This is a reboot of the 1979 movie directed by Martin Brest, featuring George Burns, Art Carney and Lee Strasberg.
Although equal in star power with Oscar winners Morgan Freeman, Michael Caine and Alan Arkin, it does have a lot to live up to.
The trio team up as lifelong buddies Willie, Joe and Al, who are living social security check to check. The BFFs are even reduced to eating dog food at times, and finally decide they have had enough.
Their tipping point is when their pension fund becomes a corporate casualty.
They are desperate to pay the bills and come through for their loved ones, and so decide to risk it all by embarking on a daring bid to knock off the Williamsburg Savings Bank the very bank that absconded with their money.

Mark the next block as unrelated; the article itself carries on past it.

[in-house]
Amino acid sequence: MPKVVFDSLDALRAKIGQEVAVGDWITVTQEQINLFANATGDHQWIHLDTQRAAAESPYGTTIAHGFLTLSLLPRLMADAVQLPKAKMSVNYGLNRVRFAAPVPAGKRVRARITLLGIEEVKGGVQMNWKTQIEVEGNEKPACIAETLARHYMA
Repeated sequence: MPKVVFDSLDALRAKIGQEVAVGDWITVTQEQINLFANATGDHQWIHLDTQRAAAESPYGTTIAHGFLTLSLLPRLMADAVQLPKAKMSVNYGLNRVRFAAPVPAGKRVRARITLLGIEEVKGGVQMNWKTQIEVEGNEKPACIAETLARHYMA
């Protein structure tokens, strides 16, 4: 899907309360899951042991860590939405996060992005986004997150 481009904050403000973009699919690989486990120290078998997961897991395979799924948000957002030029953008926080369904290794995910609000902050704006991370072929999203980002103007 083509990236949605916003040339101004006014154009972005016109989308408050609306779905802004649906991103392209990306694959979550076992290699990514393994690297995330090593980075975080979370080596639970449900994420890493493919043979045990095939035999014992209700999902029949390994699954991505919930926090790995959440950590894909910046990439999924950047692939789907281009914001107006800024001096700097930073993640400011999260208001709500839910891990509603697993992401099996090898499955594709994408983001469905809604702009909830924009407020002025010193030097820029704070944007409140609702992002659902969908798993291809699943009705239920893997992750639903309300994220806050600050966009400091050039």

The Brooklyn codgers buck retirement and step off the straight-and-narrow for the first time. As the plan is discussed, and then hatched, we see the home life of each of these guys, along with their interactions.
They work out a meticulous alibi, mingling with friends during a charity carnival and slipping away just long enough to execute the robbery.
There are times when this American heist comedy film directed by Zach Braff and written by Theodore Melfi hints at the darkness of a world that ignores seniors by making them invisible.
But this new version sells uplift so hard it loses touch with reality – and any genuine reason for being.